I have to disregard your "unreasonable" comment on that basis that we do have a basis for comparison because the term "godlike" exists. We all have a definition or idea of what a "god" is and what abilities are attributed to it. The ONLY issue here is coming up with a definite agreement on what those abilities include and what to discard, and how those powers are manifested.

For instance we can come to agreement that one godlike ability is to generate matter from empty space. But how is that exactly done? No mechanism for it has been put forward, and no mechanism for it can be put forward. There is no evidence for it.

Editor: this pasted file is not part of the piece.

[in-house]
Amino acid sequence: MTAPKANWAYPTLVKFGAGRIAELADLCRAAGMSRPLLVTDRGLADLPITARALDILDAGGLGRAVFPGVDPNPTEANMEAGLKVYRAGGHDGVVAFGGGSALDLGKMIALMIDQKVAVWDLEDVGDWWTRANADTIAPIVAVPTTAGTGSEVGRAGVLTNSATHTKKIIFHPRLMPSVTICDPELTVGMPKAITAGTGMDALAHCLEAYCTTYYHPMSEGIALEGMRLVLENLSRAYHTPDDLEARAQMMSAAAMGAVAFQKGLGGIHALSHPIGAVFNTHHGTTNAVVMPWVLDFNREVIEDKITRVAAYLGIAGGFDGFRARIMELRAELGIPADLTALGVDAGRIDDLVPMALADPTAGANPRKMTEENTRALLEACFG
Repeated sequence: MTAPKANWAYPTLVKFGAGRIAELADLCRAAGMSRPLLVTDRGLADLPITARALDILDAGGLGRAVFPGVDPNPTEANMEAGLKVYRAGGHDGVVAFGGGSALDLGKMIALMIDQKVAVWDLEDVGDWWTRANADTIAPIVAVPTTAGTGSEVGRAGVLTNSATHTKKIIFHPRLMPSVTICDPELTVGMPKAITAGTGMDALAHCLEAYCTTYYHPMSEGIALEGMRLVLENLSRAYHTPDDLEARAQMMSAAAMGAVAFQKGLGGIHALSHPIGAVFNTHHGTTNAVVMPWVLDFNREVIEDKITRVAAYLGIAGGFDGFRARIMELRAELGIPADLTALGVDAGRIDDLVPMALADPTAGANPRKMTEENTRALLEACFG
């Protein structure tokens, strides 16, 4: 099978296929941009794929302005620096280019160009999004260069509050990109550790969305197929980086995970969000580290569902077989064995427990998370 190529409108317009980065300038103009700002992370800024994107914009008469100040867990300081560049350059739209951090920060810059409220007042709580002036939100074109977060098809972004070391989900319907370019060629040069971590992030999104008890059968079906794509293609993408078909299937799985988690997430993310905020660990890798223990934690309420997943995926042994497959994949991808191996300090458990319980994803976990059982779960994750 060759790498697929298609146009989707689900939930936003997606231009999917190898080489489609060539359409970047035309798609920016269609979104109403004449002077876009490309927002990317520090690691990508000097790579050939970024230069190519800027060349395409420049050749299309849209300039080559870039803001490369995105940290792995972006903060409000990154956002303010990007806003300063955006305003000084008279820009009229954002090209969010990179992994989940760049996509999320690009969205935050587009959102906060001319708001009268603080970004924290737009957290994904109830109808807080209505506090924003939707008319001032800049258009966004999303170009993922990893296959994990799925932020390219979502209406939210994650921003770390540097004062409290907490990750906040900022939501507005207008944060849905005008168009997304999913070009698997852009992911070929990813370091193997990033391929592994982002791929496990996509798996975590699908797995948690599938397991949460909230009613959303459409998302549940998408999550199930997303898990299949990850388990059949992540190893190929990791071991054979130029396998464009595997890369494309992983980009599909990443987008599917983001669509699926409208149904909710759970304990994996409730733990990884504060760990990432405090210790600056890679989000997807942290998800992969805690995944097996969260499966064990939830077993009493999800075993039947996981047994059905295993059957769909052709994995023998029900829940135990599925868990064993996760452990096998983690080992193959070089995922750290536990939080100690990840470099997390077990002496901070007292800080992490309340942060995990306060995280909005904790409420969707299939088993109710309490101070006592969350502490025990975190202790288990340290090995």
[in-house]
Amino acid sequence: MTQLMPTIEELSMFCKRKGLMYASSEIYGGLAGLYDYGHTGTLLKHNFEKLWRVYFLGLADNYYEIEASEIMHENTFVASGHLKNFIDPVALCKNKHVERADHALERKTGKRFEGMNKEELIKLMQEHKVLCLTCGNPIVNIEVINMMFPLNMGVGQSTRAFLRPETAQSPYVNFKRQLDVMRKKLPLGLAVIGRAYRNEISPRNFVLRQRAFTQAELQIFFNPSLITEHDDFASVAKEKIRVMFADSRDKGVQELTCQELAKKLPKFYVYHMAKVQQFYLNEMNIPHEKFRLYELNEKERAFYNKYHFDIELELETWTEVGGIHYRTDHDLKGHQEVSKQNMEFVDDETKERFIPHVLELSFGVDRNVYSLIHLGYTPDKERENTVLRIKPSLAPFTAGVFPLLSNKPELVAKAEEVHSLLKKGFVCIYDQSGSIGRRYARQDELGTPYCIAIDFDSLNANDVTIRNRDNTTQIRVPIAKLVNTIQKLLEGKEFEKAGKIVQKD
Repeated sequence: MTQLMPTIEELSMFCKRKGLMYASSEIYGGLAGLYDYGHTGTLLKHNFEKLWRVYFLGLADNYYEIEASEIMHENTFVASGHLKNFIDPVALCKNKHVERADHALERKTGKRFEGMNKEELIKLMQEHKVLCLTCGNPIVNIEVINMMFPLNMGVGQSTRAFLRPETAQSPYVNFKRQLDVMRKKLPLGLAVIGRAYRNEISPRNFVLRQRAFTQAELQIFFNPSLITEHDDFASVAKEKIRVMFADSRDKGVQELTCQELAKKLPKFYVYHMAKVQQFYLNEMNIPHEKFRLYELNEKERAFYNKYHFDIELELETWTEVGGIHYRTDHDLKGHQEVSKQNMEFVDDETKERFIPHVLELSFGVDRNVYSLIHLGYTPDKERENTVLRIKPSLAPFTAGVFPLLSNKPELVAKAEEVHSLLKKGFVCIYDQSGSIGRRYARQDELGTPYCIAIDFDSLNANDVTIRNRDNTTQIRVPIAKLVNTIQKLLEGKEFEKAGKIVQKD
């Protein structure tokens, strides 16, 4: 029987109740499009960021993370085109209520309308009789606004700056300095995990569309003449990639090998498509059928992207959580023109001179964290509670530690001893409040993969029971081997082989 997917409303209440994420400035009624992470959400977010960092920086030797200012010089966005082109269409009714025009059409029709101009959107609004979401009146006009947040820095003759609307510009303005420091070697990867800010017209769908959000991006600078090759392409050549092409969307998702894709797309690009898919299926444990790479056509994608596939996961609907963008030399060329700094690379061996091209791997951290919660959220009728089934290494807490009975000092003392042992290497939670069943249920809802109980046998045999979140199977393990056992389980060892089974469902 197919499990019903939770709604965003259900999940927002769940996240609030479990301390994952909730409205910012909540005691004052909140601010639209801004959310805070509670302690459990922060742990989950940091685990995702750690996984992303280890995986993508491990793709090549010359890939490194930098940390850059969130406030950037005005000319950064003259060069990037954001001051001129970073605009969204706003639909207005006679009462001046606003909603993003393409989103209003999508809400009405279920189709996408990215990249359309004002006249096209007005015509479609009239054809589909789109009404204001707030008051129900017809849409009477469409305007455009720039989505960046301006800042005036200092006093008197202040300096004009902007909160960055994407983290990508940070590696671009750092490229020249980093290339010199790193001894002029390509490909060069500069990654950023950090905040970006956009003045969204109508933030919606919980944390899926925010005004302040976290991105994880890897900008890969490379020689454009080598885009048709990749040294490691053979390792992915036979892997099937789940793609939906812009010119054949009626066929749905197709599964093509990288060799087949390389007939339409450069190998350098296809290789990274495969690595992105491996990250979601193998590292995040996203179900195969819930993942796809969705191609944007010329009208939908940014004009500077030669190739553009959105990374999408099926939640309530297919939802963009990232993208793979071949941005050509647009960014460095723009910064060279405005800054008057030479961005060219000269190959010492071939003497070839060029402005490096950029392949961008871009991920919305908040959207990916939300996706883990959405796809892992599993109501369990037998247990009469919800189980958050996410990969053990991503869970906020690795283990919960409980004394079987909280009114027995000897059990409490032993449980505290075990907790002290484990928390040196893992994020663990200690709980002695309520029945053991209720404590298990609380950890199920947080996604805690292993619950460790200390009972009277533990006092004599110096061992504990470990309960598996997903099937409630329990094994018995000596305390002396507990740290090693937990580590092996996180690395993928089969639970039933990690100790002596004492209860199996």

As for Atheism being the term, i'd like to agree. But as I understand it is that atheism is a belief - a belief there is no god. My understanding is that the word belief means "with out evidence". So this "belief" definition of atheism is just as unreasonable and idiotic as a "theist belief". Can people back up that the definition for Atheism doesn't require belief, but evidence like the definition for Term 1?
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11-04-2012, 01:33 AM
RE: What "-isms" are these a definition of?
Pretty much every unbiased dictionary says this:

a·the·ist
One who disbelieves or denies the existence of God or gods.